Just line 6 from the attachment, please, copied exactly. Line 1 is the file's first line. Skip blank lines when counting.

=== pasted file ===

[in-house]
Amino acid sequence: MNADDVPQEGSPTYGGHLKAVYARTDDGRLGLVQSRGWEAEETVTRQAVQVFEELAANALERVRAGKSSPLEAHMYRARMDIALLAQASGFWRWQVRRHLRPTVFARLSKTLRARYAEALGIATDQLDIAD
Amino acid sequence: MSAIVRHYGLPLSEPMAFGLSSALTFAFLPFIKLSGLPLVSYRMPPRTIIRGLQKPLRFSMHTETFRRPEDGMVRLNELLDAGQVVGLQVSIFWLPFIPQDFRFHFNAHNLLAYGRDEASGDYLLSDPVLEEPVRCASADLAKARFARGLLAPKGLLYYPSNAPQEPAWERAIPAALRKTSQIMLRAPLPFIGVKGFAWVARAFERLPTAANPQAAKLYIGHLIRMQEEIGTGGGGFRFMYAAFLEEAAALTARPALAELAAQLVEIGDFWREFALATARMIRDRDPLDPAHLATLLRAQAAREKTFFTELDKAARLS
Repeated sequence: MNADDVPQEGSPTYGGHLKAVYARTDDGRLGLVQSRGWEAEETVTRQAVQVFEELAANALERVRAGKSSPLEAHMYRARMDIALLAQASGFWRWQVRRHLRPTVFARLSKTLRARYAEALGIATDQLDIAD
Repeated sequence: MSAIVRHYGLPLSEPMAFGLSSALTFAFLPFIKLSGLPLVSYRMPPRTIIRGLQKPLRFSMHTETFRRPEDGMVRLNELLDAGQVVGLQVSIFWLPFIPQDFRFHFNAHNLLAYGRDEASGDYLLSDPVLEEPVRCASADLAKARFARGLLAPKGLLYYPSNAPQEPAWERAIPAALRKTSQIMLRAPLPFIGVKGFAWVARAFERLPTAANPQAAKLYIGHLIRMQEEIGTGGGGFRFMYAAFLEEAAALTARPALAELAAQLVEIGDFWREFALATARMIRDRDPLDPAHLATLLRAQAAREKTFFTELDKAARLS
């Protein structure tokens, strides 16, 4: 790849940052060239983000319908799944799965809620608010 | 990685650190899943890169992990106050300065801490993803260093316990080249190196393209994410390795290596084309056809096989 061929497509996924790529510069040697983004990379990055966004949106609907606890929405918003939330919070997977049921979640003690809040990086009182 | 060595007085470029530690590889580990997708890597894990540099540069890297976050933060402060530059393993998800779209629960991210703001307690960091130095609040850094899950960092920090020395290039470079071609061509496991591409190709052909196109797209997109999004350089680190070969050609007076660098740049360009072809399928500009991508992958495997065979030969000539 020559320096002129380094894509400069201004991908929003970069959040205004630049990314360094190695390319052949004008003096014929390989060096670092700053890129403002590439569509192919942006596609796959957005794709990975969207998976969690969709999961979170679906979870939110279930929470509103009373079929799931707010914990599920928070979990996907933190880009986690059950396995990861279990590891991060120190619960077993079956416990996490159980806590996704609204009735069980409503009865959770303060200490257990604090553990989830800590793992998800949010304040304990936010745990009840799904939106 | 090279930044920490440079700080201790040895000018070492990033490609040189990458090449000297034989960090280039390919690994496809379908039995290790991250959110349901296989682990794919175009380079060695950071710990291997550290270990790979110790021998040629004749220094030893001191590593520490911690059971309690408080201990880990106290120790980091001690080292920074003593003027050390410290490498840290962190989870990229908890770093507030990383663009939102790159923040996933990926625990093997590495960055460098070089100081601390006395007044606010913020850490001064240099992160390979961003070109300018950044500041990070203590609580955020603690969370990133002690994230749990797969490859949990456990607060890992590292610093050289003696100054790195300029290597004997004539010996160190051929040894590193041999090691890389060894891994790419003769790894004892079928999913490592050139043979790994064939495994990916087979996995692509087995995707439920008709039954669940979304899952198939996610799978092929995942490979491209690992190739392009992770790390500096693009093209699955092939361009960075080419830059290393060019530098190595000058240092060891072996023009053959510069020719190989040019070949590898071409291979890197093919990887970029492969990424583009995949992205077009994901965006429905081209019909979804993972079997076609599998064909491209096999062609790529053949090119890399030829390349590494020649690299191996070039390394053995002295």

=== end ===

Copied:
């Protein structure tokens, strides 16, 4: 790849940052060239983000319908799944799965809620608010 | 990685650190899943890169992990106050300065801490993803260093316990080249190196393209994410390795290596084309056809096989 061929497509996924790529510069040697983004990379990055966004949106609907606890929405918003939330919070997977049921979640003690809040990086009182 | 060595007085470029530690590889580990997708890597894990540099540069890297976050933060402060530059393993998800779209629960991210703001307690960091130095609040850094899950960092920090020395290039470079071609061509496991591409190709052909196109797209997109999004350089680190070969050609007076660098740049360009072809399928500009991508992958495997065979030969000539 020559320096002129380094894509400069201004991908929003970069959040205004630049990314360094190695390319052949004008003096014929390989060096670092700053890129403002590439569509192919942006596609796959957005794709990975969207998976969690969709999961979170679906979870939110279930929470509103009373079929799931707010914990599920928070979990996907933190880009986690059950396995990861279990590891991060120190619960077993079956416990996490159980806590996704609204009735069980409503009865959770303060200490257990604090553990989830800590793992998800949010304040304990936010745990009840799904939106 | 090279930044920490440079700080201790040895000018070492990033490609040189990458090449000297034989960090280039390919690994496809379908039995290790991250959110349901296989682990794919175009380079060695950071710990291997550290270990790979110790021998040629004749220094030893001191590593520490911690059971309690408080201990880990106290120790980091001690080292920074003593003027050390410290490498840290962190989870990229908890770093507030990383663009939102790159923040996933990926625990093997590495960055460098070089100081601390006395007044606010913020850490001064240099992160390979961003070109300018950044500041990070203590609580955020603690969370990133002690994230749990797969490859949990456990607060890992590292610093050289003696100054790195300029290597004997004539010996160190051929040894590193041999090691890389060894891994790419003769790894004892079928999913490592050139043979790994064939495994990916087979996995692509087995995707439920008709039954669940979304899952198939996610799978092929995942490979491209690992190739392009992770790390500096693009093209699955092939361009960075080419830059290393060019530098190595000058240092060891072996023009053959510069020719190989040019070949590898071409291979890197093919990887970029492969990424583009995949992205077009994901965006429905081209019909979804993972079997076609599998064909491209096999062609790529053949090119890399030829390349590494020649690299191996070039390394053995002295």